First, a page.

At first sight, it looks like a lot of tyre rubber with very little bodywork. The tall Parcour is “designed by the wind, but also by the terrain” says Fabrizio Giugiaro, design director of Italdesign Giugiaro and project leader for this unprecedented coupé.

“It isn’t a Lamborghini, in spite of the fact that it has a number of cues recognisable as belonging to the brand. When we were looking for the right powertrain for this project, we and Walter de Silva decided to pay homage to the Raging Bull in its fiftieth anniversary by using one of its engines.”

Parcour is an extreme concept, and while it has all-terrain capability with four different chassis settings (track, snow, off-road and urban), it definitely is not an SUV – as its coupé profile proves. Its proportions are so sporty that the designers even went so far as to imagine a roadster variant, which was presented as a white static model alongside the car at Geneva.

“We imagined a user free to tackle any type of terrain fearlessly. So the wheels played a fundamental role”, explains Giugiaro.

Overall, the car is actually wide and imposing, but the gashes in the surface contribute significantly to giving it a leaner appearance.

At the front, the clear separation between the bonnet and the wing reveals part of the underlying chassis in a clever ‘now you see it, now you don’t’ surfacing effect, while the A-pillar stands proud of the screen and exploits the same aerodynamic principle used in deflectors on trucks to direct air around the sides of the windscreen towards the flanks. The short overhangs and high appr-oach and departure angles, how-ever, are typically off-road cues.

The sculpted and aggressive but highly aerodynamic tail features two gaping air vents separated by the red “G” of the Italdesign Giugiaro logo, which also conceals the reverse camera, and a deep lower split containing the third stop light, while the linear taillights almost seem to float weightlessly.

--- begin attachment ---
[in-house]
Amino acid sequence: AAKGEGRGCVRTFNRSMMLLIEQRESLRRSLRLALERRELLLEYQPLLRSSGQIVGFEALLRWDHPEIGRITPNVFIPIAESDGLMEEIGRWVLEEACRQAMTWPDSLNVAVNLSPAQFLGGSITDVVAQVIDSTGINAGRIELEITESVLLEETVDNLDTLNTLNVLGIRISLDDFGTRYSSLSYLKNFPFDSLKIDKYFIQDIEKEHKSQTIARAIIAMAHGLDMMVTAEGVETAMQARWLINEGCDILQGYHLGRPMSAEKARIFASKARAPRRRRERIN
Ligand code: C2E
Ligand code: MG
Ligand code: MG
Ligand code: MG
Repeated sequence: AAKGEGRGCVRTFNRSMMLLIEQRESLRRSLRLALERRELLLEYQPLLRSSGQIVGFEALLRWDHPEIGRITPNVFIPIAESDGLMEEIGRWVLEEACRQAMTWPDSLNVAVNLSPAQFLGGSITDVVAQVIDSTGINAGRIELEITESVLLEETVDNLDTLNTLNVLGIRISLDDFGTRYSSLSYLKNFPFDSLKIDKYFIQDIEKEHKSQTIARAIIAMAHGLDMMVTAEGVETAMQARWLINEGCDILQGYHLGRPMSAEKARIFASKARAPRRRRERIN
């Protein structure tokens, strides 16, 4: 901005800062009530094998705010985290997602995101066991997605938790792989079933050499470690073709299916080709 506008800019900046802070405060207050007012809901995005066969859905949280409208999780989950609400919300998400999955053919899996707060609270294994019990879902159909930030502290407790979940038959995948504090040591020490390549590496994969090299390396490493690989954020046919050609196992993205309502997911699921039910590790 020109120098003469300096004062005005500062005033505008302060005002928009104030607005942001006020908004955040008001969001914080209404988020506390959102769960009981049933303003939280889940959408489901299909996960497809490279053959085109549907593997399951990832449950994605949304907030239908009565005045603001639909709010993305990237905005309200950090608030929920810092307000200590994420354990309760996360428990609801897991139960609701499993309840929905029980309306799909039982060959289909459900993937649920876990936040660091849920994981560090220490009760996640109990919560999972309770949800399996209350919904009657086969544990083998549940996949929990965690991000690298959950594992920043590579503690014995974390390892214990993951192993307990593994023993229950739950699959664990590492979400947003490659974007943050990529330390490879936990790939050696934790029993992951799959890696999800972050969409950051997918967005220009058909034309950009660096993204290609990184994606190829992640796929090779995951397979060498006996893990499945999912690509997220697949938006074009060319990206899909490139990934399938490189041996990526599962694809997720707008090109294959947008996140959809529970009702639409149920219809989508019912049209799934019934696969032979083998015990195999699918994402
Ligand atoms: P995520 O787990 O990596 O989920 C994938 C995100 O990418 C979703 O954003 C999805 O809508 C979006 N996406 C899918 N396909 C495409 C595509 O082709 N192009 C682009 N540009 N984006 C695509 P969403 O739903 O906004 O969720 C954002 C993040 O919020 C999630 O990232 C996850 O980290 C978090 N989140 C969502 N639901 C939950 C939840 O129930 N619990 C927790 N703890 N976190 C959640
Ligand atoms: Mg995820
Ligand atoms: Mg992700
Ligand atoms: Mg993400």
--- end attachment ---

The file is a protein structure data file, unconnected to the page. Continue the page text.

The two-seater cabin cocoons the occupants in an embrace of light coloured premium leathers, sophisticated trim and high-tech materials. With everything within immediate reach of the driver’s hands, the cabin almost creates the impression of wearing a large multifunctional helmet.

“We’re used to cars in which the windscreen is far from the driver seat”, continues Giugiaro, “so we have brought it closer to improve visibility”. The deep binnacle over the steering wheel includes displays linked to the lateral and rear cameras, “we realise that it isn’t easy to get used to a view through monitors – it is a huge generational leap – but it’s also an innovation that our company believes in, and which it had already begun to explore in 2002 with the Corvette Moray”.

The lines of the cabin are simple and the instrumentation is a driver-oriented. The seats are fixed to the floor, with the squab at the same height as the sill which, in turn, is partially covered by the upholstery of the side bolster, while the pedals, steering wheel and backrest are adjustable to suit the driver.

The upper part of the dash is trimmed in dark leather

embossed with a carbon fibre effect pattern, while the textile used for some of the interior trim and for the luggage set in the front compartment is produced by Lanificio Cerruti.

The article continues in Auto&Design no. 201